Category Archives: Little White Lies

How ‘The Lost World’ taught me that films can be cruel

Twenty years on from its summer ’97 release, any reverence for The Lost World: Jurassic Park is largely restricted to people holding up for it as the best of the franchise’s sequels. Which is perhaps fair and certainly understandable, especially given that directors Joe Johnston and Colin Trevorrow, the series’ most recent torch bearers, have not managed to deliver a set-piece as thrilling as anything from Steven Spielberg’s predecessors.

Speaking as someone who has seen the film many times over the last 20 years, I can’t make the case for The Lost World being an overlooked classic. But it remains a fascinating film; essentially dino-based riff on Howard Hawks’ 1962 safari movie Hatari!, it abandons the wonderment of Spielberg’s original in favour of a more macabre and cynical worldview. Growing up, it had an unexpectedly profound effect on me…

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Detour (Christopher Smith, 2016)

There are two possible effects that come from lifting the title of a respected movie classic: on the one hand, it can be perceived as an audacious, assuring wink to savvy viewers that you’re aware, as a filmmaker, of your movie’s debt to hallowed classics of the medium; on the other hand, it can serve to accentuate how much more desirable revisiting older, better films would be, than to sit through a pretty bad new one.

If we’re being generous with regard to Christopher Smith’s neo-noir runaround, Detour, it almost fits into both of the above. Edgar G Ulmer’s not-so-neo-noir of the same name, from 1945, is without doubt the superior movie, but it doesn’t really have all that much in common with this film’s story, which owes a bigger debt to such ’90s throwbacks as Tony Scott’s roistering crime caper, True Romance

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The Secret Scripture (Jim Sheridan, 2016)

The most striking moment in Jim Sheridan’s The Secret Scripture occurs in the very first scene, as a soft Irish voice repeatedly states, “My name is Rose McNulty. I did not kill my child.”

Older and younger incarnations of Rose are played by Vanessa Redgrave and Rooney Mara respectively. The former dictates an account of her misfortunes to a psychologist, Dr Grene (Eric Bana), as documented in the graffitied bible she’s kept hidden during her plus 40-year stay in a psychiatric hospital. She’s been there since the waning days of World War Two, admitted under accusations of both infanticide and nymphomania. Convinced the son she had snatched away from her is still alive, the older Rose argues her case…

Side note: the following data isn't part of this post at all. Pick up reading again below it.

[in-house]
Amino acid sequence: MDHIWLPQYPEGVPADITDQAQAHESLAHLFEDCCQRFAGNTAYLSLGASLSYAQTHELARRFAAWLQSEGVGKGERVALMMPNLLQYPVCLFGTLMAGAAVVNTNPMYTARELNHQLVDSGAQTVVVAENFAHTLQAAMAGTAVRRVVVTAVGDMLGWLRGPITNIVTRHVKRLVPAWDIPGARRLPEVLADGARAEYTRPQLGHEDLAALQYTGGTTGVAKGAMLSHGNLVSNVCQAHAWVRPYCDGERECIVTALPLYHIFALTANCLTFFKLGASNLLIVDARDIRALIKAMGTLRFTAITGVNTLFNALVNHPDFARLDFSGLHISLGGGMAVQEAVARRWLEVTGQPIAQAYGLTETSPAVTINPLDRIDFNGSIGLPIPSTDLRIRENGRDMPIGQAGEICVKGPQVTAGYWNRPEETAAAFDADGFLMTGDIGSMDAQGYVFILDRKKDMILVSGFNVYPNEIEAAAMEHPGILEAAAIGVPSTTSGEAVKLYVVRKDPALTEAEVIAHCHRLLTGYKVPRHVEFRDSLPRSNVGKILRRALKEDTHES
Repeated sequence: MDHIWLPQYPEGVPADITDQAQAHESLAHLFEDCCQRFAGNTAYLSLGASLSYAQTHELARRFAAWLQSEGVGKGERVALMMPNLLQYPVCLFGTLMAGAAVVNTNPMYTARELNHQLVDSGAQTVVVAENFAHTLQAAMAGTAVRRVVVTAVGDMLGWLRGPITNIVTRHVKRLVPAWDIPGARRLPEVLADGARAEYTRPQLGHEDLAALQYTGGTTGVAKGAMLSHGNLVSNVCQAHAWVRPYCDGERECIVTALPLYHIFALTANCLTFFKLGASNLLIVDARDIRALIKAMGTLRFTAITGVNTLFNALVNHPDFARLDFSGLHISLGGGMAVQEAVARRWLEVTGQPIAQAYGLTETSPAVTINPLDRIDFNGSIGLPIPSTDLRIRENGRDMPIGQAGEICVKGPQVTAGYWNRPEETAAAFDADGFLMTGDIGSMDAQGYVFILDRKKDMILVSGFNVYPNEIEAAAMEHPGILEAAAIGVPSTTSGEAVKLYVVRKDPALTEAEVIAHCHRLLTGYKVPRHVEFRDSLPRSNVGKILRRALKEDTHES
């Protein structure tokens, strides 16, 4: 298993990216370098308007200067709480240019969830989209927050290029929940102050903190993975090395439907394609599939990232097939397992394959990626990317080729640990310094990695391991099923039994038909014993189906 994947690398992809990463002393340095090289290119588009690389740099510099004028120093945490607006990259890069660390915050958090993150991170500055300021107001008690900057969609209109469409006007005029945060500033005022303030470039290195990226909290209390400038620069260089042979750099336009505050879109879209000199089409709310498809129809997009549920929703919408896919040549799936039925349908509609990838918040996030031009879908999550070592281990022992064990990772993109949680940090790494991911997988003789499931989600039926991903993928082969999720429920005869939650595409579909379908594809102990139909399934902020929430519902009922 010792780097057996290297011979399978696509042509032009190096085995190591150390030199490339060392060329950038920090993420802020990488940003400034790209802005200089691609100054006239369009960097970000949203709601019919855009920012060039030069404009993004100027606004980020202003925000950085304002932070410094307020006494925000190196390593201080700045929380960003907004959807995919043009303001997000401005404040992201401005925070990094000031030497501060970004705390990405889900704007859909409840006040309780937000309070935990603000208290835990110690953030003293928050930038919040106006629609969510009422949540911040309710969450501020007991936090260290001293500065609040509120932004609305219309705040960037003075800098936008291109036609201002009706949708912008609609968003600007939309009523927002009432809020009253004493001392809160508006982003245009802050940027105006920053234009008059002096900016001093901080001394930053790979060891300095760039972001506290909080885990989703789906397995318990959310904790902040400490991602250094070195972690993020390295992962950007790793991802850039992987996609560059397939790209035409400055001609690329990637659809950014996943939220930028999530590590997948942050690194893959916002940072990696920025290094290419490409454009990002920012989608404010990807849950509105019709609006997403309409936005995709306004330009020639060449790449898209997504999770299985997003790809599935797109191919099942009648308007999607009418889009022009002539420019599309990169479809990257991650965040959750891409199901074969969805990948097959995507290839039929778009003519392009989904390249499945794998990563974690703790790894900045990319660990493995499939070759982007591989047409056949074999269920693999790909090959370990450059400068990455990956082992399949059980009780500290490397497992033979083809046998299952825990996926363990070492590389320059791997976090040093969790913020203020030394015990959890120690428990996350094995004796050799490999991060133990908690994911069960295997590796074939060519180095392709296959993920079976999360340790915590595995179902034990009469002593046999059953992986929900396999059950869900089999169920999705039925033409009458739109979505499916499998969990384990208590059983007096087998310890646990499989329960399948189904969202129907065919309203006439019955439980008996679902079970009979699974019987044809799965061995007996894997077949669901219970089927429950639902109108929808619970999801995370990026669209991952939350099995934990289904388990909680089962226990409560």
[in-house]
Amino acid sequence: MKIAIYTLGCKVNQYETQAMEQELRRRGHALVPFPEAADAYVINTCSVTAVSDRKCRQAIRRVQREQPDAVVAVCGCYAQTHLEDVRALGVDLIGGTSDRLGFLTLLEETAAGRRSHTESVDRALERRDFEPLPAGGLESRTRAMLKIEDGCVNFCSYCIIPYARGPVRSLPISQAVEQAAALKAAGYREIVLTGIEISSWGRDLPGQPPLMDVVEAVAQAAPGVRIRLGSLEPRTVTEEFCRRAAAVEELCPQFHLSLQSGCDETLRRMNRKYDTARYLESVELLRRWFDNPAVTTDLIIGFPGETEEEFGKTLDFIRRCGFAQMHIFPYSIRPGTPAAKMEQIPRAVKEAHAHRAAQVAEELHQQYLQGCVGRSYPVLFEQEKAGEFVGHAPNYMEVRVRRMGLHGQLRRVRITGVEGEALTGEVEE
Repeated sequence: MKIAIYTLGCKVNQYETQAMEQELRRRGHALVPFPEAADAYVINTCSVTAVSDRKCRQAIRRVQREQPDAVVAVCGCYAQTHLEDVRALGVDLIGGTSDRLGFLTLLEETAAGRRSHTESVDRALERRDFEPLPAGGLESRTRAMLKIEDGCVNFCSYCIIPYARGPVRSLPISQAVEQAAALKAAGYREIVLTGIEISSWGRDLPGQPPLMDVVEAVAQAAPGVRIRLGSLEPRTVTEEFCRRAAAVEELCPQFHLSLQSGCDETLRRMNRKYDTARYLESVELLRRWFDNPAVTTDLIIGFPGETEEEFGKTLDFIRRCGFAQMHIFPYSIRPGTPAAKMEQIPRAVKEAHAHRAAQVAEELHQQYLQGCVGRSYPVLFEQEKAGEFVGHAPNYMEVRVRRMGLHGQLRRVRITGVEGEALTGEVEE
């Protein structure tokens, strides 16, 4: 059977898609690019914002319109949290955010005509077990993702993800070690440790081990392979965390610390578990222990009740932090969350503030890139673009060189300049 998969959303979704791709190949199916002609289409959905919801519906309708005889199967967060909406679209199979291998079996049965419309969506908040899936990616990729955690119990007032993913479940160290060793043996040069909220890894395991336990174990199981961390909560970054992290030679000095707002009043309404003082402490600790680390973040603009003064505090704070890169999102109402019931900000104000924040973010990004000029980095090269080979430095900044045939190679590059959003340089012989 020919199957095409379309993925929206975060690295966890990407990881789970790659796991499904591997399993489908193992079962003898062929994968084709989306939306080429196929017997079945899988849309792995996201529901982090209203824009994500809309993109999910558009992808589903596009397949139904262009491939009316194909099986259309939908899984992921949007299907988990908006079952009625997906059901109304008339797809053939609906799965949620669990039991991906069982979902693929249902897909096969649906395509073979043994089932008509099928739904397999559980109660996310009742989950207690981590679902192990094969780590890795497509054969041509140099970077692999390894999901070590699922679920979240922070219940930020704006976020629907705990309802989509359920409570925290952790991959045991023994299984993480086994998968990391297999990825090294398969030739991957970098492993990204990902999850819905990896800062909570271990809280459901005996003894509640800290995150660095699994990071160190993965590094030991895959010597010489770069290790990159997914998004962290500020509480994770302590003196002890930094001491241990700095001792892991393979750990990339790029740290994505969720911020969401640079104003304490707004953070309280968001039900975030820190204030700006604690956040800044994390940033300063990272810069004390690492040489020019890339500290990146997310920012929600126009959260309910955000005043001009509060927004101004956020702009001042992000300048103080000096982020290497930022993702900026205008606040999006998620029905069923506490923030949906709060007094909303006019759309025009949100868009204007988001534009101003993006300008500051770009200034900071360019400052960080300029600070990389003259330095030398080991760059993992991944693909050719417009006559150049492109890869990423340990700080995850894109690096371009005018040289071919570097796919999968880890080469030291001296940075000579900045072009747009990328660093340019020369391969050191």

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Gimme Danger (Jim Jarmusch, 2016)

Jim Jarmusch directing a film about The Stooges is one of those perfect matches of artist and subject. Though the resultant documentary, Gimme Danger, is, at the very least, good, there’s the persistent sense throughout that something’s missing…

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Gary Numan: Android in La La Land (Rob Alexander/Steve Read, 2016)

With so many music documentaries around that focus on great artists with a tendency towards egomania, it’s refreshing to find one that’s about a musician – and a highly influential one at that – who seems entirely uninterested in self-mythologising. Android in La La Land profiles electro pop pioneer Gary Numan, who was derided and revered in the press in equal measure as he went about selling millions of albums in the late 1970s and early ’80s, before it all came crashing down…

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The Library Suicides (Euros Lyn, 2016)

After a string of high-profile TV gigs on the likes of Daredevil, Broadchurch and Happy ValleyThe Library Suicides sees director Euros Lyn return to the feature filmmaking fold with a twisty psychological thriller. Adapted from the Welsh-language bestseller Y Llyfrgell by Fflur Dafydd, what sets the film apart in the current British cinema landscape is its retaining of the Welsh language, a unique setting for its cat-and-mouse games, and a committed dual performance from Catrin Stewart…

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Kids in Love (Chris Foggin, 2016)

When it comes to coming-of-age films, the matter of which ones become cultural touchstones is quite often down to luck. It’s a hard nut to crack, but generally speaking the most enduring tales of the pitfalls of young adulthood are those with a strong emotional core, an ensemble of fully fleshed-out, interesting characters and realistic scenarios that don’t feel feather-light or superficial…

Full review for Little White Lies